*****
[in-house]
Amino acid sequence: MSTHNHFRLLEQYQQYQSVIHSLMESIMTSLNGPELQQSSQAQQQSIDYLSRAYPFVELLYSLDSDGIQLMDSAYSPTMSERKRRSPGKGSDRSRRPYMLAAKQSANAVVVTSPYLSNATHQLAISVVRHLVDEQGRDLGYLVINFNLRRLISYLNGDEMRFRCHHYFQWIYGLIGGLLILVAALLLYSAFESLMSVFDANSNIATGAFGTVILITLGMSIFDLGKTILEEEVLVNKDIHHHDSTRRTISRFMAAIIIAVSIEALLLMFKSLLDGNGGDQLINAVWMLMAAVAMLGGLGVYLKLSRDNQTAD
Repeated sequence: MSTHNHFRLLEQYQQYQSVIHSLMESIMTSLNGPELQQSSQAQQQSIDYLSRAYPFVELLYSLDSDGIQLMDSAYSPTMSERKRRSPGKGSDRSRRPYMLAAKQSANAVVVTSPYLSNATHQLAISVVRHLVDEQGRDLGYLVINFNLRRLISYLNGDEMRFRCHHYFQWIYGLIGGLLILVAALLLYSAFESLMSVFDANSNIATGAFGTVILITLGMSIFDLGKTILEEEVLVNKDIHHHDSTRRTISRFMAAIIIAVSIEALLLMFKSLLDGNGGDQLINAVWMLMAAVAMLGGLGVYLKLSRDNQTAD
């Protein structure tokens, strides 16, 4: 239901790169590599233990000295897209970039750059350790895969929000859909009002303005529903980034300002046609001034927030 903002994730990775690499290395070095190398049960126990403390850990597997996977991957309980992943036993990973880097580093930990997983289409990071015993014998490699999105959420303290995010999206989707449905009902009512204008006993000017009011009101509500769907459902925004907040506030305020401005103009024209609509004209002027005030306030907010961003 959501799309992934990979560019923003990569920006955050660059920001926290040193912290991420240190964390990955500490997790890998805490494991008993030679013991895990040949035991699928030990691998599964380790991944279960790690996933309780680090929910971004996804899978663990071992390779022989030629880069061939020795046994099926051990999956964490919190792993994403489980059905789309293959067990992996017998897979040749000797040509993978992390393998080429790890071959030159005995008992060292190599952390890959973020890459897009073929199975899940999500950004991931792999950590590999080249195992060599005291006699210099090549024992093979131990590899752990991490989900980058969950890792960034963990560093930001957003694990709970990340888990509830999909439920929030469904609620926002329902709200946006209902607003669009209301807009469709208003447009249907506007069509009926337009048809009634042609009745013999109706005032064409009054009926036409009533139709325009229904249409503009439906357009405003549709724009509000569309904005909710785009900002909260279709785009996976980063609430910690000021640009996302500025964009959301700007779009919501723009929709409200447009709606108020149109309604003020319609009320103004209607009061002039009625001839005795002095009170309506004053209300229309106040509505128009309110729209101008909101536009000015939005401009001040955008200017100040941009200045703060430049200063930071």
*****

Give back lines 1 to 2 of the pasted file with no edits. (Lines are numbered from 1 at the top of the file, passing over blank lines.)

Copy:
[in-house]
Amino acid sequence: MSTHNHFRLLEQYQQYQSVIHSLMESIMTSLNGPELQQSSQAQQQSIDYLSRAYPFVELLYSLDSDGIQLMDSAYSPTMSERKRRSPGKGSDRSRRPYMLAAKQSANAVVVTSPYLSNATHQLAISVVRHLVDEQGRDLGYLVINFNLRRLISYLNGDEMRFRCHHYFQWIYGLIGGLLILVAALLLYSAFESLMSVFDANSNIATGAFGTVILITLGMSIFDLGKTILEEEVLVNKDIHHHDSTRRTISRFMAAIIIAVSIEALLLMFKSLLDGNGGDQLINAVWMLMAAVAMLGGLGVYLKLSRDNQTAD